A new threat has emerged that could finally push tigers to extinction, wildlife experts have warned.
Canine distemper virus (CDV) has been identified by scientists as responsible, at least in part, for the decline in the Amur tiger population in Russia's Sikhote-Alin Biosphere Zapovednik (SABZ).
The study, by the Wildlife Conservation Society, found that CDV was the cause of death in two dead tigers found on the reserve between 2007 and 2012 – over the five years the population fell from 38 tigers to just nine.
Researchers believe CDV played a role in the overall decline of the population.
CDV is fatal in about 50% of cases. It infects the brain, spinal cord, respiratory tract and gastrointestinal tract. Symptoms include vomiting and diarrhoea, seizures, paralysis and watery-discharge of the nose and eyes.
In the study, published in PLOS One, computer models showed how smaller populations were more at risk from CDV –populations of 25 tigers were 1.65 more likely to decline over the next 50 years if the disease was present.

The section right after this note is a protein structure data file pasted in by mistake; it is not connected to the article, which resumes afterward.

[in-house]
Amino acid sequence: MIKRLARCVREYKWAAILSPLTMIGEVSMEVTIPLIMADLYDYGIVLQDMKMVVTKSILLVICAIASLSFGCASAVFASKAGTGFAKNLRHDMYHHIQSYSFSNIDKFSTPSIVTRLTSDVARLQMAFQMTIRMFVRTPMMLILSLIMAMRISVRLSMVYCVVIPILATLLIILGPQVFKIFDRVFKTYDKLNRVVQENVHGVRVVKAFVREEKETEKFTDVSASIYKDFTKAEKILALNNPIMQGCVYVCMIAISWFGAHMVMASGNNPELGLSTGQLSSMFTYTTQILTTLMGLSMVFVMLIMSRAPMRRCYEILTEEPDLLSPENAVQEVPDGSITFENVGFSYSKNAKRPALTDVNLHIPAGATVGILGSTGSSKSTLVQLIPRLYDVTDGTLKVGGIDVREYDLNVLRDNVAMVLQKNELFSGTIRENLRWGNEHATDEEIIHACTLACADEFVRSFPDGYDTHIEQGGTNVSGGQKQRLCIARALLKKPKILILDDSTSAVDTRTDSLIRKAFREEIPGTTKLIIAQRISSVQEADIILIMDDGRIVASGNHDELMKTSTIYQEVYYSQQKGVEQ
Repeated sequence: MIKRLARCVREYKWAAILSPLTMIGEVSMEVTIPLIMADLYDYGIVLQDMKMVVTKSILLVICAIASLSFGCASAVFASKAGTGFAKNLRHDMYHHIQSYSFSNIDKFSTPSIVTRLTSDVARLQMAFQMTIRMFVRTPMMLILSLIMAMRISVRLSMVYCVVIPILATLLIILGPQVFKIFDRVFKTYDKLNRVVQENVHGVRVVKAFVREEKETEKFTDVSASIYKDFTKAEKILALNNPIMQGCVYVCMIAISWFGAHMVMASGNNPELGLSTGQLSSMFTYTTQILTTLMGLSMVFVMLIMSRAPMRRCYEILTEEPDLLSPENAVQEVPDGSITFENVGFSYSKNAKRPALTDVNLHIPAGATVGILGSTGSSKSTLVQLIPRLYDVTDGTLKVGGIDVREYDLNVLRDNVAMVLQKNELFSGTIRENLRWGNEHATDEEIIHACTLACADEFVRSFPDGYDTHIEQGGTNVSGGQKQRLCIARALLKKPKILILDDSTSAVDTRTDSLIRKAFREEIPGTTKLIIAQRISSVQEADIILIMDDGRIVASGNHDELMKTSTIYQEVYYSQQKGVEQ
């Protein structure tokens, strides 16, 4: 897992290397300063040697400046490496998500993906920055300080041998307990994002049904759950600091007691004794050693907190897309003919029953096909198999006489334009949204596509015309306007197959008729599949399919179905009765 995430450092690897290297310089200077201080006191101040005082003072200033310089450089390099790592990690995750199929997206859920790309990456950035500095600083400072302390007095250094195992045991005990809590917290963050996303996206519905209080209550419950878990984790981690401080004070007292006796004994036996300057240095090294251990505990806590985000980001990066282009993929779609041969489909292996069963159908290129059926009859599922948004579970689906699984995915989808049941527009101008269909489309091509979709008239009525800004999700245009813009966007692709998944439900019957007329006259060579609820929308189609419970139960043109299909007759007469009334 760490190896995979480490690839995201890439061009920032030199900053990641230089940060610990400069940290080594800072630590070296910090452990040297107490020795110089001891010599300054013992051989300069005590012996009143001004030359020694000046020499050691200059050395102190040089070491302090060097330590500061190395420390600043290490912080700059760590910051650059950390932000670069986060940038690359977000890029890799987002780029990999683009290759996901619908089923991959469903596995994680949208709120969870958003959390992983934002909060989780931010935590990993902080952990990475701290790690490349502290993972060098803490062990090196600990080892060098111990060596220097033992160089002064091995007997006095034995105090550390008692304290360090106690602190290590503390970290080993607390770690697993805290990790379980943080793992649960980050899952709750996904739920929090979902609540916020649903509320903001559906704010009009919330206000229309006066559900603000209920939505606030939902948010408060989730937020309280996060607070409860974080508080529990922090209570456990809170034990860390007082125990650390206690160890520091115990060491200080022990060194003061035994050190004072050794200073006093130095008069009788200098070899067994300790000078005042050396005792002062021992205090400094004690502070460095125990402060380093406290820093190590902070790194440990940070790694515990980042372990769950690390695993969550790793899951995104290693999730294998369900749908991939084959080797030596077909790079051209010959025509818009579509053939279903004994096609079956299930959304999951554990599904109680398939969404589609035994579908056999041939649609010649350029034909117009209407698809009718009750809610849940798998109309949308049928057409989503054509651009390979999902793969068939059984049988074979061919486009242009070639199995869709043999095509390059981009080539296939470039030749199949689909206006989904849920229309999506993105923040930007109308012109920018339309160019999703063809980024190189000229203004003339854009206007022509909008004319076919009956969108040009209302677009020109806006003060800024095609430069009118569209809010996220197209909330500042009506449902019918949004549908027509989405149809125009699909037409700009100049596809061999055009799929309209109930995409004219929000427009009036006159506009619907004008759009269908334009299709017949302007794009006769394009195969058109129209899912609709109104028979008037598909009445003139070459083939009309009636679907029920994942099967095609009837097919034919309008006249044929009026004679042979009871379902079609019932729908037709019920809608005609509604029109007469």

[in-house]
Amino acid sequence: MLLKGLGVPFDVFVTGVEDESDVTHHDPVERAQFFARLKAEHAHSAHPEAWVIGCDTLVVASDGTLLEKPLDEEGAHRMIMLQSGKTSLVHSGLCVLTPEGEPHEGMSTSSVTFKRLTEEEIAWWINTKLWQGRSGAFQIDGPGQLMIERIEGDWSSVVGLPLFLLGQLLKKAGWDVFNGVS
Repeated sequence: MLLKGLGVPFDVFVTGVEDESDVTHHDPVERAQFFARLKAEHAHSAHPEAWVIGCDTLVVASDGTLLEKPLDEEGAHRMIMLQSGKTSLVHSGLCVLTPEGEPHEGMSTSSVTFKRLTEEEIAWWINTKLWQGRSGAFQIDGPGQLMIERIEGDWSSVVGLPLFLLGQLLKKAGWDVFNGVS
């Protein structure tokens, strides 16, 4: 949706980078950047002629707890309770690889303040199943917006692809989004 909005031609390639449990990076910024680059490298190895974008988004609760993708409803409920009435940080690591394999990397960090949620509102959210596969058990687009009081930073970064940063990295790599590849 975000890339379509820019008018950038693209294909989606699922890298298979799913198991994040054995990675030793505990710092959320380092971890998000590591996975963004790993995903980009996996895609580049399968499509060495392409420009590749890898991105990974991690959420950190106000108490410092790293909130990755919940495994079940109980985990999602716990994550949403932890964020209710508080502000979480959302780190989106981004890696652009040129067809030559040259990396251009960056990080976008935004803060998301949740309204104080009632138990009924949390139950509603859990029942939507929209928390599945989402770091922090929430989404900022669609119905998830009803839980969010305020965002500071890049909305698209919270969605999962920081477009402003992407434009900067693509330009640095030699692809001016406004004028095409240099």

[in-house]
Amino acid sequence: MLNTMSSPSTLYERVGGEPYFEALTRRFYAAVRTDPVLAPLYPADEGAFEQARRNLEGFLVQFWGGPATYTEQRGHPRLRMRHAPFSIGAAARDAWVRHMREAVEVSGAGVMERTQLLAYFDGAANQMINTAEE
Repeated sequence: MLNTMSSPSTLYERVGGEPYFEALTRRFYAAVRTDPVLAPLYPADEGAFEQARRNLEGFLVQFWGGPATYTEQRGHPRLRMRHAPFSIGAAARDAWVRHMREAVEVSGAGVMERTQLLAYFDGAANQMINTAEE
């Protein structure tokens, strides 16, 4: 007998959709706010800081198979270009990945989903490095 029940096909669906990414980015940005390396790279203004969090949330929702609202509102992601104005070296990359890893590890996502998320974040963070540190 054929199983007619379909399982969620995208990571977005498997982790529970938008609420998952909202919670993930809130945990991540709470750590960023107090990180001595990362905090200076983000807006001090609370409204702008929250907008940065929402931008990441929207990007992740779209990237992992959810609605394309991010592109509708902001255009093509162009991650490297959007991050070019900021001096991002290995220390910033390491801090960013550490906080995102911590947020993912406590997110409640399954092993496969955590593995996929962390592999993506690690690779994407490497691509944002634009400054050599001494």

Martin Gilbert, a vet with WCS, said: "Although we knew that individual tigers had died from CDV in the wild, we wanted to understand the risk the virus presents to whole populations. Tigers are elusive, however, and studying the long-term impact of risk factors is very challenging. Our model, based on tiger ecology data collected over 20 years in SABZ, explored the different ways that tigers might be exposed to the virus and how these impact the extinction risk to tiger populations over the long term."
Researchers simulated the effects of CDV on isolated tiger populations through a series of scenarios, including tiger-to-tiger transmission and transmission through preying on CDV-infected domestic dogs and/or infected wild carnivores.
Findings showed CDV increased the chance of tigers going extinct in SABZ over the next 50 years by 55% compared with CDV-free populations.
WCS Russia programme director Dale Miquelle said: "Tigers face an array of threats throughout their range, from poaching to competition with humans for space and for food. Consequently, many tiger populations have become smaller and more fragmented, making them much more susceptible to diseases such as CDV."
Researchers said they must now identify the animals that spread CDV and other sources of the disease.
"While we must continue to focus on the primary threats of poaching and habitat destruction, we now must also be prepared to deal with the appearance of such diseases in the future," Miquelle said.